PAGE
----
The Other Shoe

Working with a group of housing advocacy organizations including the Citizens Housing and Planning Council, the Partnership has enlisted the city’s former president of the Housing Development Corporation, Emily Youssouf, to propose some fixes that Washington could apply to address the issue.

Ms. Youssouf, who has been discussing the issue with the New York congressional delegation and federal and state agencies, said her focus has been on offering ways to get toxic apartment building loans refinanced at realistic values. By using and expanding existing programs so more loans on multifamily buildings can qualify for government backing of some sort, she said, banks would have an incentive to write down their holdings to the actual values, rather than keeping the old loans—with their unrealistic values—on their books.

Similarly, those pushing for more government assistance in the broader commercial real estate industry, of which multifamily buildings are a part, are looking to expand TALF and other programs, as without more action, all the forthcoming debt expirations could topple more banks and other lenders.

“This problem is going to keep getting worse,” said Bill Rudin, chairman of the Association for a Better New York and a major New York landlord.

There already seems to be a broader fatigue with putting additional government money at risk to cover private-sector losses, a clear obstacle to anyone pushing for starting new rescue programs.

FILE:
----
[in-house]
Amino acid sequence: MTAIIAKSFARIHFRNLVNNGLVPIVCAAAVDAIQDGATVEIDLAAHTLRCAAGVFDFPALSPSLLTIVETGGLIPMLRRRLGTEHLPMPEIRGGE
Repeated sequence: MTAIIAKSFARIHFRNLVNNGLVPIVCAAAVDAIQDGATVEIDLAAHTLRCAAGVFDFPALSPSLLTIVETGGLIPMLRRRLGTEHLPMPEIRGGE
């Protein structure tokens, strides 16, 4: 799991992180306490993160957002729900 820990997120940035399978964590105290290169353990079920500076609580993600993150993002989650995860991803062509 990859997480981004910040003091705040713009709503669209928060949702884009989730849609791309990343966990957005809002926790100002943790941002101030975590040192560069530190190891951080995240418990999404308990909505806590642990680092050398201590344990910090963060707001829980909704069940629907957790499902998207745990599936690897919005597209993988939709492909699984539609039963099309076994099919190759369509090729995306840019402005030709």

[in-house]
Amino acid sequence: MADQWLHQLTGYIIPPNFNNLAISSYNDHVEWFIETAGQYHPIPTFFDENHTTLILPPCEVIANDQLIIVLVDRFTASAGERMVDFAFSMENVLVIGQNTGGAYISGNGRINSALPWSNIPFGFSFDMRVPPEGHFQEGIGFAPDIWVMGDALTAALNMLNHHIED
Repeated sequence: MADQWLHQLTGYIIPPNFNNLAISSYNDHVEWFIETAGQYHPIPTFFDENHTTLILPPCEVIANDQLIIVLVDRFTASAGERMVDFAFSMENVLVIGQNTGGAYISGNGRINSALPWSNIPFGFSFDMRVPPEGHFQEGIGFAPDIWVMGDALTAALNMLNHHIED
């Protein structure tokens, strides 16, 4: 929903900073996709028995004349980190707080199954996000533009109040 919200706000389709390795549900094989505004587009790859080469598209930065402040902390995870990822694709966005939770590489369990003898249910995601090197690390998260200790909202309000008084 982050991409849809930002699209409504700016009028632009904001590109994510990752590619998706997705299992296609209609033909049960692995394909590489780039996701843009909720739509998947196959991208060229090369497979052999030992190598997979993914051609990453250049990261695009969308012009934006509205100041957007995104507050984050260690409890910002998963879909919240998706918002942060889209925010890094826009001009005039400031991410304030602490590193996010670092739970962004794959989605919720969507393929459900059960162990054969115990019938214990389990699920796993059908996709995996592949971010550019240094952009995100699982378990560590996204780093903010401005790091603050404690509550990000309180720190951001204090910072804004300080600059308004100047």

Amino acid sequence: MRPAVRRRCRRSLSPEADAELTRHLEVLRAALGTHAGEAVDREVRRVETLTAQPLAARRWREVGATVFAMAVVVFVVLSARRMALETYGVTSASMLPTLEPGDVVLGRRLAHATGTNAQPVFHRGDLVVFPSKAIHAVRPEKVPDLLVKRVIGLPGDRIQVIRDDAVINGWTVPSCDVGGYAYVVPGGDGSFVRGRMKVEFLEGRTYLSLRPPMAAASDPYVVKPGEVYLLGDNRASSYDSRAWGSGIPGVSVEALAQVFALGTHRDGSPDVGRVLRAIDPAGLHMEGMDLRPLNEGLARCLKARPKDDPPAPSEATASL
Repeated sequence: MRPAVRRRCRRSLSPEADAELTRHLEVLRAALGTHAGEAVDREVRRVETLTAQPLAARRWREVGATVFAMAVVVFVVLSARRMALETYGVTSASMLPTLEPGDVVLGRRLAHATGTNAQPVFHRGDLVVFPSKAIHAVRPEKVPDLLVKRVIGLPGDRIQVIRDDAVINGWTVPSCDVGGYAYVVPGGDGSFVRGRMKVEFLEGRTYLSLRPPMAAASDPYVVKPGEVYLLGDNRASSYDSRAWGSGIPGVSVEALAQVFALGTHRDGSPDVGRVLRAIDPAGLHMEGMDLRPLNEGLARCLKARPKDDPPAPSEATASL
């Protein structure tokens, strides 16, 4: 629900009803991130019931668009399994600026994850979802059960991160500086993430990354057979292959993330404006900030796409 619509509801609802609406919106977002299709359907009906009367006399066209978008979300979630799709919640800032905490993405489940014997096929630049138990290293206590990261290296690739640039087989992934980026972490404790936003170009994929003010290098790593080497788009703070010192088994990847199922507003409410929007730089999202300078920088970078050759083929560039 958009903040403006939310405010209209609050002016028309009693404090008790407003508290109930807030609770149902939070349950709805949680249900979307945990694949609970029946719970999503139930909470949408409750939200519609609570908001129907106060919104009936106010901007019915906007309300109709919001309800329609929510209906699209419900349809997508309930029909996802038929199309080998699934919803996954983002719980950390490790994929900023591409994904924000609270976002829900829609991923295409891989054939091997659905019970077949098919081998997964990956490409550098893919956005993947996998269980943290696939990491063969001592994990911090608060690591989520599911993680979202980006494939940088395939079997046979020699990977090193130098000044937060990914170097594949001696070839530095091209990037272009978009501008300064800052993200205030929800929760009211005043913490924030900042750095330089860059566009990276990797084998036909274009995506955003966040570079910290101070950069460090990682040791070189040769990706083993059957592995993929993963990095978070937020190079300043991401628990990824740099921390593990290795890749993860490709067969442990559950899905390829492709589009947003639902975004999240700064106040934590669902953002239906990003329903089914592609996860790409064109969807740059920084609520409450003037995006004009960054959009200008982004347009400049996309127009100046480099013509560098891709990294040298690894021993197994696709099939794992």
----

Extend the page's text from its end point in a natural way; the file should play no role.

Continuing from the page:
So why should financial institutions get another round of government intervention—why not let the banks eat the losses? The argument by Mr. Rudin and others who want federal help is that lenders still cannot afford to take such losses, and the economy will be further destabilized as loans default and foreclosures mount over the next three or four years.

“TALF isn’t enough,” he said. “There needs to be other mechanisms to bring back liquidity. There needs to be some broader guarantee, backstop facility.

“If you don’t do this, you’ll waste the hundreds of billions of dollars,” Mr. Rudin said, referring to existing government money that’s been used to try to stabilize the economy.

 

WITHIN WASHINGTON, THE REAL Estate Roundtable, a trade group, has been pushing to extend TALF to the end of 2010—it recently was extended to March—along with other measures, including tax relief.

Of course, it’s not as though the Obama administration has ignored the issue. TALF was just extended in August, and on Sept. 15, the Internal Revenue Service changed a tax rule involving real estate mortgage investment conduits (REMICs) that makes it easier for some landlords to renegotiate and extend troubled loans.

But in recent weeks, it seems that federal officials have been preparing for more action on commercial real estate. Several top Obama officials publicly sounded alarms about the commercial real estate sector in various public appearances in September, noting that the problem is one that particularly affects smaller and regional lenders, which hold a good amount of the debt.

“It appears to be a problem whose locus is less towards the major, most systemically important financial institutions, and more toward regional and smaller banks,” Larry Summers, a top White House economic adviser, said of commercial real estate problems at a speech at Georgetown in mid-September.

“It is obviously something that is going to require—that has required and is going to … receive attention,” he said.

ebrown@observer.com